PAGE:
D.F. Smith, Grade Report, Primary Training, Pensacola, FL, May 7, 1927 (Source: Thornton)
D.F. Smith, Grade Report, Primary Training, Pensacola, FL, May 7, 1927 (Source: Thornton)

Don and Lottie had a very large wedding in Pensacola. The news article that covered the affair appeared in the Pensacola Journal of Friday, June 3, 1927. The copy is not good quality. The photograph of the bride, left, is an indication.

Mrs. Donald F. (Lottie) Smith, June, 1927 (Source: Thornton)
Mrs. Donald F. (Lottie) Smith, June, 1927 (Source: Thornton)


But, the article describes in society detail the "artistic decorations" and the design and composition of the bride's dress worn by "a vision of girlish beauty." It was a, "... gown of white chiffon, fashioned with a plain waist and a full skirt ..." and a, "... veil of flesh colored tulle, caught with orange blossoms." The music, played on piano and violin and sung, was "Out of the Dusk to You," "Because," "The Bridal Chorus" by Lohengrin, and "The Indian Love Call."

"During the evening delicious strawberry ice cream, in the shape of roses, individual cakes, mints, almonds and punch were served by a bevy of attractive young girls ...." The Journal goes on to mention that Mrs. Smith, "... has always been one of Pensacola's most popular and beautiful girls. ... and three years ago represented her city as 'Miss Pensacola' at the Atlantic City National Beauty Pageant. She is a member of the class of 1925 of the Pensacola High School." They took a, "... short wedding trip, after which they will return to Pensacola and will occupy an attractive cottage on the Bay shore."

Mr. Thornton didn't know his mother's first husband, our pilot D.F. Smith. He has no photographs. He says, "My records show that Capt. Smith was frequently listed as both Donald F. and D.F. Smith. So ... the register fits.... I do not have any photos of him but I do remember seeing one or more of his photos. As a young man, he was tall ( over 6') and slender."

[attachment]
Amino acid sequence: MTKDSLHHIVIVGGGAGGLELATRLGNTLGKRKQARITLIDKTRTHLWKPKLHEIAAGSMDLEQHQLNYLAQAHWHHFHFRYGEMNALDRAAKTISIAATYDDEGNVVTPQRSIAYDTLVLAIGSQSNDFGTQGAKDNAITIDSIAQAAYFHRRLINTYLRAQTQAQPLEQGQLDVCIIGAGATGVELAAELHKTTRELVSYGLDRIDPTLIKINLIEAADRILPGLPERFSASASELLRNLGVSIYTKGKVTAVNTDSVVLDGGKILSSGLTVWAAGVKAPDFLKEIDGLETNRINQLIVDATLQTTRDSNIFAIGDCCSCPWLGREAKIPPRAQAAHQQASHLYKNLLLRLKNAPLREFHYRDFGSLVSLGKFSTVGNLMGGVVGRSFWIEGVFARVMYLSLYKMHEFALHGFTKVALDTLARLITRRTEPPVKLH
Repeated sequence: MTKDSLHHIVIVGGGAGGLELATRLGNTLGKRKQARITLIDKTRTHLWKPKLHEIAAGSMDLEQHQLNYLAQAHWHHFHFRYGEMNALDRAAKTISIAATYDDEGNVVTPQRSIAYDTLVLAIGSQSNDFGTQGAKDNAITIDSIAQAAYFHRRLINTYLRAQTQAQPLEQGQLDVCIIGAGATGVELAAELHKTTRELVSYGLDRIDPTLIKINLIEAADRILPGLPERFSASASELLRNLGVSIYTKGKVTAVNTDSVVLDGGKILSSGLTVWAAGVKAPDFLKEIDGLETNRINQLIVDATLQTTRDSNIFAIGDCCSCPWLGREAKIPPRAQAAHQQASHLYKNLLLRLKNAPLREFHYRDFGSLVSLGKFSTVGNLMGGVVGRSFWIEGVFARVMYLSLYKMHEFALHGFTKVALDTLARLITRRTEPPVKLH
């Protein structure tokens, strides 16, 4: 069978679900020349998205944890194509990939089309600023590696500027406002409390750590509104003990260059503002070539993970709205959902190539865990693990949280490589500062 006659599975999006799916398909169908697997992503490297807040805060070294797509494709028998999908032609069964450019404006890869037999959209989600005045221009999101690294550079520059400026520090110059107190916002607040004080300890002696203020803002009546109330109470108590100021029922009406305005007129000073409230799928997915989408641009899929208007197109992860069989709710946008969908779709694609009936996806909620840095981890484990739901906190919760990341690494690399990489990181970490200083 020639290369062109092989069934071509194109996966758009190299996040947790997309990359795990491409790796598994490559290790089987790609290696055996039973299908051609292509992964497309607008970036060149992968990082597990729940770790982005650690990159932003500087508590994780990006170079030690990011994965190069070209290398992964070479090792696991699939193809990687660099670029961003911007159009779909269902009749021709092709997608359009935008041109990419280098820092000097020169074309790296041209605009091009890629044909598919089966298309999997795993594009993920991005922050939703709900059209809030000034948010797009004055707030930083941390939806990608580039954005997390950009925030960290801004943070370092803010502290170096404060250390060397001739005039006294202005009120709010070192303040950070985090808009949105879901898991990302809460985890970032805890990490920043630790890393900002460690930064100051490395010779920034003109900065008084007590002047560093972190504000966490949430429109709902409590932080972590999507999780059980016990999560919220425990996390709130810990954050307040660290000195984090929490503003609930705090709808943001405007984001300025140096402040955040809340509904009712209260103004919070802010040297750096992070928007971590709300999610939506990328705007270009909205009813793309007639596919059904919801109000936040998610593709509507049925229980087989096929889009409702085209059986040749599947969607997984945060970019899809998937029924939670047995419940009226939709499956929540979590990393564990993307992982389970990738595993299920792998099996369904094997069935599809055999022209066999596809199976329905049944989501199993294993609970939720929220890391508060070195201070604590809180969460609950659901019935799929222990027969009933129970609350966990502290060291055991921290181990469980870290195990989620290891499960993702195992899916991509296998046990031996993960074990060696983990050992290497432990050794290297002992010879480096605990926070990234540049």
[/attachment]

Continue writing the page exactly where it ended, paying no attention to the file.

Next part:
Coincidentally, Smith appears on dmairfield.org as "Don Smith" in the 1928 Los Angeles National Air Races panoramic photograph which you can view at the link. His is the 13th name from the left. His description as tall and slender is just how the pilot "Don Smith" looks in the photo. At the top of this page, thumbs hooked in his pockets, I have enlarged Smith's image from that panorama.

Smith transitioned through a series of assignments during the 1930s, from China to the Philippines, Europe and the Canal Zone. A typical progression of responsibilities for a valued officer. Among papers supplied by Mr. Thornton is an authorization for Smith's wife and step children to sail via the Panama Pacific ocean liner S.S. California from Wilmington, CA to Cristobal, C.Z. in 1935. Relatedly, the California, built in 1926, was sunk by German bombs during WWII on July 12, 1943 off Spain at position 41’51”N 15’24”W.

Interestingly, in 1937 Smith was involved in the search near Howland Island in the Pacific for Amelia Earhart, Fred Noonan and their Lockheed Model 10E Electra after it failed to reach Howland Island during the Pacific legs of their famously incomplete round-the-world flight. Scrambled aboard the U.S.S. Lexington, Smith commanded the squadron VS-2 consisting of eleven Vought SBU-1 scouts. A photo of the aircraft type is at the link.